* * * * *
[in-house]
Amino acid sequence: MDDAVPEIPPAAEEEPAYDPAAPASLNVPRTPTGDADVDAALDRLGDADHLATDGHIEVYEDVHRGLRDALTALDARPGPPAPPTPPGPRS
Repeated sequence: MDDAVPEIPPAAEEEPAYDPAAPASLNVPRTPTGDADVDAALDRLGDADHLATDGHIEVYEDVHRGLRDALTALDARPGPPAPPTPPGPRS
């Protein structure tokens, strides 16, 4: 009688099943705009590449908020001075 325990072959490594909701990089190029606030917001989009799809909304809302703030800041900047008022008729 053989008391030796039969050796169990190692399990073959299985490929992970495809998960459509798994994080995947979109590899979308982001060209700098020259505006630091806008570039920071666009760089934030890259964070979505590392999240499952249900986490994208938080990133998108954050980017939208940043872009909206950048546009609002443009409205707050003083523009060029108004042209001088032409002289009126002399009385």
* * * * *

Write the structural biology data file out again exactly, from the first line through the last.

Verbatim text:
[in-house]
Amino acid sequence: MDDAVPEIPPAAEEEPAYDPAAPASLNVPRTPTGDADVDAALDRLGDADHLATDGHIEVYEDVHRGLRDALTALDARPGPPAPPTPPGPRS
Repeated sequence: MDDAVPEIPPAAEEEPAYDPAAPASLNVPRTPTGDADVDAALDRLGDADHLATDGHIEVYEDVHRGLRDALTALDARPGPPAPPTPPGPRS
């Protein structure tokens, strides 16, 4: 009688099943705009590449908020001075 325990072959490594909701990089190029606030917001989009799809909304809302703030800041900047008022008729 053989008391030796039969050796169990190692399990073959299985490929992970495809998960459509798994994080995947979109590899979308982001060209700098020259505006630091806008570039920071666009760089934030890259964070979505590392999240499952249900986490994208938080990133998108954050980017939208940043872009909206950048546009609002443009409205707050003083523009060029108004042209001088032409002289009126002399009385």